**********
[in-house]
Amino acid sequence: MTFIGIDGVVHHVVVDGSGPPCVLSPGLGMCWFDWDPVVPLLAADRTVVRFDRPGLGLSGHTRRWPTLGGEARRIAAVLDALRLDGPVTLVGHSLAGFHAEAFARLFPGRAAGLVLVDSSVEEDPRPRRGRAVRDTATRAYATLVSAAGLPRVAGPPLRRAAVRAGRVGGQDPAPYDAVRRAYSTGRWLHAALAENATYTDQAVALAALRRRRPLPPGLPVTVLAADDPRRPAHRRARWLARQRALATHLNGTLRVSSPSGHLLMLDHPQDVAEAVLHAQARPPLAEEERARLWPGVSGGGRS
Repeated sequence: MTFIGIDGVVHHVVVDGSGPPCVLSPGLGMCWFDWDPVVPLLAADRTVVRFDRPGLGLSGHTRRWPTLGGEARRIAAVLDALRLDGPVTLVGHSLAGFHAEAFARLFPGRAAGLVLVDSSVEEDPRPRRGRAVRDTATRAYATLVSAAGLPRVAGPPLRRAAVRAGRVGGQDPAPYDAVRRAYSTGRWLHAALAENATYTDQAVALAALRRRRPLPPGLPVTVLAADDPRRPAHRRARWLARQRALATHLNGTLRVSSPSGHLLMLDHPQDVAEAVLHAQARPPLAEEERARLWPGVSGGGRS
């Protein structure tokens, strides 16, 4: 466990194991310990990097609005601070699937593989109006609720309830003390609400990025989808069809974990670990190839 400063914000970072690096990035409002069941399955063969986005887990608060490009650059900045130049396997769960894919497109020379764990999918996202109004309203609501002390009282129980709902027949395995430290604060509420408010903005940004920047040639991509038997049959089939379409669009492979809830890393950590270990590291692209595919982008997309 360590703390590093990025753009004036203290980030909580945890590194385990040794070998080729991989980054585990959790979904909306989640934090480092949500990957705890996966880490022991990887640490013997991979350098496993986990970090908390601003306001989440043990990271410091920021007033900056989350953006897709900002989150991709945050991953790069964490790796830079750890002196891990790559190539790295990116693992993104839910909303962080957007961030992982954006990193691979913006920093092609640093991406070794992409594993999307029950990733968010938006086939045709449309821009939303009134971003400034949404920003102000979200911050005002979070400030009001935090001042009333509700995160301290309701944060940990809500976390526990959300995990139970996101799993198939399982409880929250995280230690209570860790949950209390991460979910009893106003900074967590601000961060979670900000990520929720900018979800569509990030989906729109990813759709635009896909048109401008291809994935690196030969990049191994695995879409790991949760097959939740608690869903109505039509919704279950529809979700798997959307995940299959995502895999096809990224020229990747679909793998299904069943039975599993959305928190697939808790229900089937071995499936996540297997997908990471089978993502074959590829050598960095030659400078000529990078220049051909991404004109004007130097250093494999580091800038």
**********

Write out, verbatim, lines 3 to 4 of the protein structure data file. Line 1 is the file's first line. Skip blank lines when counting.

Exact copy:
Repeated sequence: MTFIGIDGVVHHVVVDGSGPPCVLSPGLGMCWFDWDPVVPLLAADRTVVRFDRPGLGLSGHTRRWPTLGGEARRIAAVLDALRLDGPVTLVGHSLAGFHAEAFARLFPGRAAGLVLVDSSVEEDPRPRRGRAVRDTATRAYATLVSAAGLPRVAGPPLRRAAVRAGRVGGQDPAPYDAVRRAYSTGRWLHAALAENATYTDQAVALAALRRRRPLPPGLPVTVLAADDPRRPAHRRARWLARQRALATHLNGTLRVSSPSGHLLMLDHPQDVAEAVLHAQARPPLAEEERARLWPGVSGGGRS
């Protein structure tokens, strides 16, 4: 466990194991310990990097609005601070699937593989109006609720309830003390609400990025989808069809974990670990190839 400063914000970072690096990035409002069941399955063969986005887990608060490009650059900045130049396997769960894919497109020379764990999918996202109004309203609501002390009282129980709902027949395995430290604060509420408010903005940004920047040639991509038997049959089939379409669009492979809830890393950590270990590291692209595919982008997309 360590703390590093990025753009004036203290980030909580945890590194385990040794070998080729991989980054585990959790979904909306989640934090480092949500990957705890996966880490022991990887640490013997991979350098496993986990970090908390601003306001989440043990990271410091920021007033900056989350953006897709900002989150991709945050991953790069964490790796830079750890002196891990790559190539790295990116693992993104839910909303962080957007961030992982954006990193691979913006920093092609640093991406070794992409594993999307029950990733968010938006086939045709449309821009939303009134971003400034949404920003102000979200911050005002979070400030009001935090001042009333509700995160301290309701944060940990809500976390526990959300995990139970996101799993198939399982409880929250995280230690209570860790949950209390991460979910009893106003900074967590601000961060979670900000990520929720900018979800569509990030989906729109990813759709635009896909048109401008291809994935690196030969990049191994695995879409790991949760097959939740608690869903109505039509919704279950529809979700798997959307995940299959995502895999096809990224020229990747679909793998299904069943039975599993959305928190697939808790229900089937071995499936996540297997997908990471089978993502074959590829050598960095030659400078000529990078220049051909991404004109004007130097250093494999580091800038």